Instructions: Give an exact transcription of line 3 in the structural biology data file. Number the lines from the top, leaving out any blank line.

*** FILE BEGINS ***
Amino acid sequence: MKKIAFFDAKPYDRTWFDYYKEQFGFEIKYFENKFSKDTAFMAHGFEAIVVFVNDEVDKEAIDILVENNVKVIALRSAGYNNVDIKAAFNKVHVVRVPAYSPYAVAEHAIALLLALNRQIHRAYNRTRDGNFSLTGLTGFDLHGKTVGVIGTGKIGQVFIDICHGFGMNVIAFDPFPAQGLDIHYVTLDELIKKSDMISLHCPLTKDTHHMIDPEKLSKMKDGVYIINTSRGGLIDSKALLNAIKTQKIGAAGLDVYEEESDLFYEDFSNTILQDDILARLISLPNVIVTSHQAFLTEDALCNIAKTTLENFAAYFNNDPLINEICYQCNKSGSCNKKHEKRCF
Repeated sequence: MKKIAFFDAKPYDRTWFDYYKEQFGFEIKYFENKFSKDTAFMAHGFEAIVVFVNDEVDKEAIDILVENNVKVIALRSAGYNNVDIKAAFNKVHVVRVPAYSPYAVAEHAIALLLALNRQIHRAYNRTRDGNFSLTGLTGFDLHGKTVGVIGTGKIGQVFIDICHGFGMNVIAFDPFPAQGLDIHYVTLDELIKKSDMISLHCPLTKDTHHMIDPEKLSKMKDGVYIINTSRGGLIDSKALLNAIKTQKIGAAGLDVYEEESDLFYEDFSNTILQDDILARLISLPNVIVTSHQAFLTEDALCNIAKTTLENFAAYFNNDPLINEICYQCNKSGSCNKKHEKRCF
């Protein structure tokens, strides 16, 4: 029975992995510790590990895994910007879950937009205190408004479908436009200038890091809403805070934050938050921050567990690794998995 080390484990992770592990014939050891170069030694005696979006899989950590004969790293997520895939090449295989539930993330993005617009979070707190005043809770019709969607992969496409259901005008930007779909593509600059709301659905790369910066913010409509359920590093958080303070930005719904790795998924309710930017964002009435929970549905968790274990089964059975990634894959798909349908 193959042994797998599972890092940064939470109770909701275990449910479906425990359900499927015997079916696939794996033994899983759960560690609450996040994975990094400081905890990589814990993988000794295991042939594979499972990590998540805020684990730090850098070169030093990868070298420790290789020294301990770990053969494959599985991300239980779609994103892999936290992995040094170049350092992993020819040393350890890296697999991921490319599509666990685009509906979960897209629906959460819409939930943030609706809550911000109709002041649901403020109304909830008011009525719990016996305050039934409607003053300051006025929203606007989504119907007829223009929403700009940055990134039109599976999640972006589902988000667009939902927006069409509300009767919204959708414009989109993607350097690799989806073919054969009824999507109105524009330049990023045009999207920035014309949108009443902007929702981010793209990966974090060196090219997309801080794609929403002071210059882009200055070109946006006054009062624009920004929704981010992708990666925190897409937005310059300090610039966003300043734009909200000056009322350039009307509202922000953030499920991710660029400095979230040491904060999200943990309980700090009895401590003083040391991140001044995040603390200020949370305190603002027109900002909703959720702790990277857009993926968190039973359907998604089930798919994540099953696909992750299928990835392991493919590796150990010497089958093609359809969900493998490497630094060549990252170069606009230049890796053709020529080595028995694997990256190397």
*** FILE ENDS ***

């Protein structure tokens, strides 16, 4: 029975992995510790590990895994910007879950937009205190408004479908436009200038890091809403805070934050938050921050567990690794998995 080390484990992770592990014939050891170069030694005696979006899989950590004969790293997520895939090449295989539930993330993005617009979070707190005043809770019709969607992969496409259901005008930007779909593509600059709301659905790369910066913010409509359920590093958080303070930005719904790795998924309710930017964002009435929970549905968790274990089964059975990634894959798909349908 193959042994797998599972890092940064939470109770909701275990449910479906425990359900499927015997079916696939794996033994899983759960560690609450996040994975990094400081905890990589814990993988000794295991042939594979499972990590998540805020684990730090850098070169030093990868070298420790290789020294301990770990053969494959599985991300239980779609994103892999936290992995040094170049350092992993020819040393350890890296697999991921490319599509666990685009509906979960897209629906959460819409939930943030609706809550911000109709002041649901403020109304909830008011009525719990016996305050039934409607003053300051006025929203606007989504119907007829223009929403700009940055990134039109599976999640972006589902988000667009939902927006069409509300009767919204959708414009989109993607350097690799989806073919054969009824999507109105524009330049990023045009999207920035014309949108009443902007929702981010793209990966974090060196090219997309801080794609929403002071210059882009200055070109946006006054009062624009920004929704981010992708990666925190897409937005310059300090610039966003300043734009909200000056009322350039009307509202922000953030499920991710660029400095979230040491904060999200943990309980700090009895401590003083040391991140001044995040603390200020949370305190603002027109900002909703959720702790990277857009993926968190039973359907998604089930798919994540099953696909992750299928990835392991493919590796150990010497089958093609359809969900493998490497630094060549990252170069606009230049890796053709020529080595028995694997990256190397």